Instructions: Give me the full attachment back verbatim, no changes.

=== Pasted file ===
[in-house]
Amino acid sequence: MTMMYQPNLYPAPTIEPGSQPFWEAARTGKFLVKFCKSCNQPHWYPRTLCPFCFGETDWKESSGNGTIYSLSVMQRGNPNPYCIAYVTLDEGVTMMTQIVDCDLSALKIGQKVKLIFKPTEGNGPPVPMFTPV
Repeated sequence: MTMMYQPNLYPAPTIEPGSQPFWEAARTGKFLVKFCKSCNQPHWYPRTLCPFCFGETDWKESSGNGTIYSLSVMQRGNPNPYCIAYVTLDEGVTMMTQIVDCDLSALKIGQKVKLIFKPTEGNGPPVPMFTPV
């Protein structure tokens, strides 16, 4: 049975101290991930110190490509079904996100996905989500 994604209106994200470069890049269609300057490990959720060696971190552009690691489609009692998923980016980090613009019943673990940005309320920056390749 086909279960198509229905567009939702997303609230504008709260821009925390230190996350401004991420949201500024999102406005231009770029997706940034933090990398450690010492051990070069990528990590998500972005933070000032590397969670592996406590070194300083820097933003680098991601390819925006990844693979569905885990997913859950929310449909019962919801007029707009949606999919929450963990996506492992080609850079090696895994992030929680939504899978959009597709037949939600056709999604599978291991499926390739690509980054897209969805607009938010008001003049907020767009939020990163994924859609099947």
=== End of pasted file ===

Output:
[in-house]
Amino acid sequence: MTMMYQPNLYPAPTIEPGSQPFWEAARTGKFLVKFCKSCNQPHWYPRTLCPFCFGETDWKESSGNGTIYSLSVMQRGNPNPYCIAYVTLDEGVTMMTQIVDCDLSALKIGQKVKLIFKPTEGNGPPVPMFTPV
Repeated sequence: MTMMYQPNLYPAPTIEPGSQPFWEAARTGKFLVKFCKSCNQPHWYPRTLCPFCFGETDWKESSGNGTIYSLSVMQRGNPNPYCIAYVTLDEGVTMMTQIVDCDLSALKIGQKVKLIFKPTEGNGPPVPMFTPV
């Protein structure tokens, strides 16, 4: 049975101290991930110190490509079904996100996905989500 994604209106994200470069890049269609300057490990959720060696971190552009690691489609009692998923980016980090613009019943673990940005309320920056390749 086909279960198509229905567009939702997303609230504008709260821009925390230190996350401004991420949201500024999102406005231009770029997706940034933090990398450690010492051990070069990528990590998500972005933070000032590397969670592996406590070194300083820097933003680098991601390819925006990844693979569905885990997913859950929310449909019962919801007029707009949606999919929450963990996506492992080609850079090696895994992030929680939504899978959009597709037949939600056709999604599978291991499926390739690509980054897209969805607009938010008001003049907020767009939020990163994924859609099947």